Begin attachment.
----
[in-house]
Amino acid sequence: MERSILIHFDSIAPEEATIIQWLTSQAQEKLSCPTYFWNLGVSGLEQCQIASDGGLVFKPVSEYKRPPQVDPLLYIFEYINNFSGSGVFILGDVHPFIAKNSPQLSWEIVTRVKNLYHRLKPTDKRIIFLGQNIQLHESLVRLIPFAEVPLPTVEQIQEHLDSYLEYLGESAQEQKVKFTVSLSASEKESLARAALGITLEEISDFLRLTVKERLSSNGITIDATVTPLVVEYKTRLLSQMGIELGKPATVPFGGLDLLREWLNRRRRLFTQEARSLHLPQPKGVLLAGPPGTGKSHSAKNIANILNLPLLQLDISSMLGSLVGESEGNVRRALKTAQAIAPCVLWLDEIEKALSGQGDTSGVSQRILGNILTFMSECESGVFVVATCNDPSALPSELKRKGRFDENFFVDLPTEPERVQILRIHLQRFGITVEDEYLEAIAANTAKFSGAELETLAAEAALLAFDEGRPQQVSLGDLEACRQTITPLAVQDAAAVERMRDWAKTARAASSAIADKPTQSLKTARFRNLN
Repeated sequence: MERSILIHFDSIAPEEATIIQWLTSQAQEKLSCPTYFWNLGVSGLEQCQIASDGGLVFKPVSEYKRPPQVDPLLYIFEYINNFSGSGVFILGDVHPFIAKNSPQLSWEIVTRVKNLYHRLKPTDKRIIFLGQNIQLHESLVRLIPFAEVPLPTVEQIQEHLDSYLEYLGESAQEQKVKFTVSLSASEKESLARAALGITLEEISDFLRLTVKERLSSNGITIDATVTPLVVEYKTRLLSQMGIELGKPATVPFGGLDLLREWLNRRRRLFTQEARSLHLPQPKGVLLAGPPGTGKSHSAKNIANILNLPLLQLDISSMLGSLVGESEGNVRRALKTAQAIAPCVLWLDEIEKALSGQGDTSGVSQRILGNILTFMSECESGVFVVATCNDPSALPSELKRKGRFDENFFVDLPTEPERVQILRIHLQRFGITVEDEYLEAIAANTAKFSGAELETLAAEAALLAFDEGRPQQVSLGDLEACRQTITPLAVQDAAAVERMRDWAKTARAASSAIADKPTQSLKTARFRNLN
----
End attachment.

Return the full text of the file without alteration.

[in-house]
Amino acid sequence: MERSILIHFDSIAPEEATIIQWLTSQAQEKLSCPTYFWNLGVSGLEQCQIASDGGLVFKPVSEYKRPPQVDPLLYIFEYINNFSGSGVFILGDVHPFIAKNSPQLSWEIVTRVKNLYHRLKPTDKRIIFLGQNIQLHESLVRLIPFAEVPLPTVEQIQEHLDSYLEYLGESAQEQKVKFTVSLSASEKESLARAALGITLEEISDFLRLTVKERLSSNGITIDATVTPLVVEYKTRLLSQMGIELGKPATVPFGGLDLLREWLNRRRRLFTQEARSLHLPQPKGVLLAGPPGTGKSHSAKNIANILNLPLLQLDISSMLGSLVGESEGNVRRALKTAQAIAPCVLWLDEIEKALSGQGDTSGVSQRILGNILTFMSECESGVFVVATCNDPSALPSELKRKGRFDENFFVDLPTEPERVQILRIHLQRFGITVEDEYLEAIAANTAKFSGAELETLAAEAALLAFDEGRPQQVSLGDLEACRQTITPLAVQDAAAVERMRDWAKTARAASSAIADKPTQSLKTARFRNLN
Repeated sequence: MERSILIHFDSIAPEEATIIQWLTSQAQEKLSCPTYFWNLGVSGLEQCQIASDGGLVFKPVSEYKRPPQVDPLLYIFEYINNFSGSGVFILGDVHPFIAKNSPQLSWEIVTRVKNLYHRLKPTDKRIIFLGQNIQLHESLVRLIPFAEVPLPTVEQIQEHLDSYLEYLGESAQEQKVKFTVSLSASEKESLARAALGITLEEISDFLRLTVKERLSSNGITIDATVTPLVVEYKTRLLSQMGIELGKPATVPFGGLDLLREWLNRRRRLFTQEARSLHLPQPKGVLLAGPPGTGKSHSAKNIANILNLPLLQLDISSMLGSLVGESEGNVRRALKTAQAIAPCVLWLDEIEKALSGQGDTSGVSQRILGNILTFMSECESGVFVVATCNDPSALPSELKRKGRFDENFFVDLPTEPERVQILRIHLQRFGITVEDEYLEAIAANTAKFSGAELETLAAEAALLAFDEGRPQQVSLGDLEACRQTITPLAVQDAAAVERMRDWAKTARAASSAIADKPTQSLKTARFRNLN